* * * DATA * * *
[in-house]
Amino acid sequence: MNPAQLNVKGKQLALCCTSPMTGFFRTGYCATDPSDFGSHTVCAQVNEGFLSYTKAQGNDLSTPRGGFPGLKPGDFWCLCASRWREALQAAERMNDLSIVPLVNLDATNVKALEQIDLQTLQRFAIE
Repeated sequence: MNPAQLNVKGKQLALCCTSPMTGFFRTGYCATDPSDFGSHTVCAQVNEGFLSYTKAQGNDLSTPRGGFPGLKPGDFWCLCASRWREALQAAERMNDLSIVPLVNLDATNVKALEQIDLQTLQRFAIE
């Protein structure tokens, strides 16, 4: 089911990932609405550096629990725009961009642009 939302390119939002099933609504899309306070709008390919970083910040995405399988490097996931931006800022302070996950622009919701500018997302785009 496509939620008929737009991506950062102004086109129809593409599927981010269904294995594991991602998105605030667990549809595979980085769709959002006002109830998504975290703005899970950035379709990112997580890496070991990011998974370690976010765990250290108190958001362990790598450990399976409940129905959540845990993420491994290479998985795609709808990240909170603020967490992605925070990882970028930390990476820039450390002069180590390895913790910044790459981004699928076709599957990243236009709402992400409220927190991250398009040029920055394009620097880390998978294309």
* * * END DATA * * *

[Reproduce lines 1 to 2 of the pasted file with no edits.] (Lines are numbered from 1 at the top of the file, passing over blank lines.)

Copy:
[in-house]
Amino acid sequence: MNPAQLNVKGKQLALCCTSPMTGFFRTGYCATDPSDFGSHTVCAQVNEGFLSYTKAQGNDLSTPRGGFPGLKPGDFWCLCASRWREALQAAERMNDLSIVPLVNLDATNVKALEQIDLQTLQRFAIE